Valve Workshop Weekend - Book Here

Click to visit

The National Museum of Computing

The museum at Bletchley Park is holding a special Valve Weekend on Saturday October 14 and Sunday October 15. Numbers are strictly limited.
 

TNMoC Valve Workshop - Day 1

09:00

Registration and Coffee

09:15

Welcome, Timetable, Location of Facilities, Fire Precautions etc.

 

Valve History

 

Basic Valve theory, types of valves

 

Valve coding systems

 

Health and Safety Radioactive valves, poisonous materials, high voltages

 

Simple multimeter valve tests

 

Introduction to valve testing and matching

 

Other technologies contemporary with valves: relays, CRTs, Dekatrons etc.

11:00

Coffee

11:15

Valve circuits in Audio (Charles Coultas)

 

Power Supplies

 

Audio amplifiers

11:45

Valve circuits in Radio (John Pether)

12:30

Lunch

13:00

Visits to EDSAC, WITCH and HEC-1 valve computers

13:45

Visit to Tunny and Colossus

14:30

Valve circuits in Colossus (Phil Hayes)

15:15

Tea

15:30

Valve circuits in EDSAC (Nigel Bennee)

16:15

Wind up and Questions

17:00

Close

 

TNMoC Valve Workshop - Day 2 - Fully Booked

09:00

Reminder on Health and Safety with additional information on soldering irons etc.

09:15

Description of project kits and decision on which project will be done by each participant:

 

'Valvesound' guitar pedal

 

Astable Multivibrator

 

Ring Modulator ('Dalek' voice changer)

 

Stereo headphone amplifier

09:45

Handing out of kits

10:00

Construction

12:30

Lunch

13:00

Construction

15:00

Testing, debugging, demonstrating

16:30

Wind up, questions

17:00

Finish

 

About the Presenters

Steve Kay BA, PGDCCI, MIEEE: worked for OSRAM making electric lamps in the 1970s, but then moved into Computing, specializing in Data Communications and eventually Network Security products as a Principal Test Engineer with HP. My early interest in valves mainly stems from playing bass guitar in pop groups in the 1960s and Country and Western groups in the 1970s. I have a 50W valve amplifier at home which I dust off from time to time. I am currently the Vice-Chairman of the Volunteer Supporters' Association at TNMoC.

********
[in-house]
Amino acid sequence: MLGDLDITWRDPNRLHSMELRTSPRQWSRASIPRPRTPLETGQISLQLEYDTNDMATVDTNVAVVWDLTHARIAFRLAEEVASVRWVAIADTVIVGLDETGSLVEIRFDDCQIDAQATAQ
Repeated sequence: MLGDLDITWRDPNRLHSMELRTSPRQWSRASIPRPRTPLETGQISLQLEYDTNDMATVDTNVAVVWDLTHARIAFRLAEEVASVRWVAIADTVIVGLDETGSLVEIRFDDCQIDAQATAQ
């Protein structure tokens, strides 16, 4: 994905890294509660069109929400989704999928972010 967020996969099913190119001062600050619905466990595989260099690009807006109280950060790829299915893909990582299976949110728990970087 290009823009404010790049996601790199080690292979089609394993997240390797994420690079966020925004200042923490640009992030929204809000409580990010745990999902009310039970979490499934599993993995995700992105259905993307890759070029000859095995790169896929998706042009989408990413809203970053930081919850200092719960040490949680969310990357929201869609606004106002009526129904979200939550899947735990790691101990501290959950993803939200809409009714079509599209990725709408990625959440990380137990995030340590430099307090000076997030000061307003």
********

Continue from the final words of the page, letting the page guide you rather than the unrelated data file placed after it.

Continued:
Charles Coultas: Played in a school band (lead guitar), Cliff and the Shadows were our inspiration. Used valve amps - EL34 GZ34 ECC83. Learned all about valves at college, there wasn't really anything else in those days. Rediscovered valves when I met Tony Sale at Colossus rebuild. A member of the Heath Robinson rebuild team.

John Pether: joined the then GPO in 1969 as an apprentice. Served 36 years before taking early retirement. During that time I was on internal construction - installing telephone exchange and repeater equipment. Circuit provision which involved providing trunks and junctions between exchanges and the provision of private data circuits. Main interests are: Amateur radio - licensed since 1969 - and model engineering - built and run a 5 inch gauge livesteam locomotive. Member of theColossus rebuild team right from the start and currently working on Heath Robinson.

Phil Hayes: Studied electronics at Brighton in the early 70s, then worked at several large companies and organisations until I moved into data communications in the early 90s. I finished my working career as a Network Security Architect for one of the major clearing banks in the city. My interest in thermionic valves came about when I was involved on the construction of a 1 Megawatt Medium Wave transmitter for the Foreign and Commonwealth Office in the mid 80s. As a volunteer I joined the Colossus Rebuild Project in 2000, and then in 2011, I was approached by the National Museum of Computing, to take on the full time role of Chief Colossus Engineer.

Nigel Bennée: PhD FBCS MInstP Teenage years spent playing with valves. After gaining a PhD in Nuclear Physics had a brief spell working for Ferranti at Bracknell then 11 years for SHAPE Technical Centre in The Hague. On return to England together with his wife ran Lucidata Data Communications Consultancy until a few years ago when retirement and the lure of the EDSAC Replica project has kept him busy exercising old and almost forgotten skills.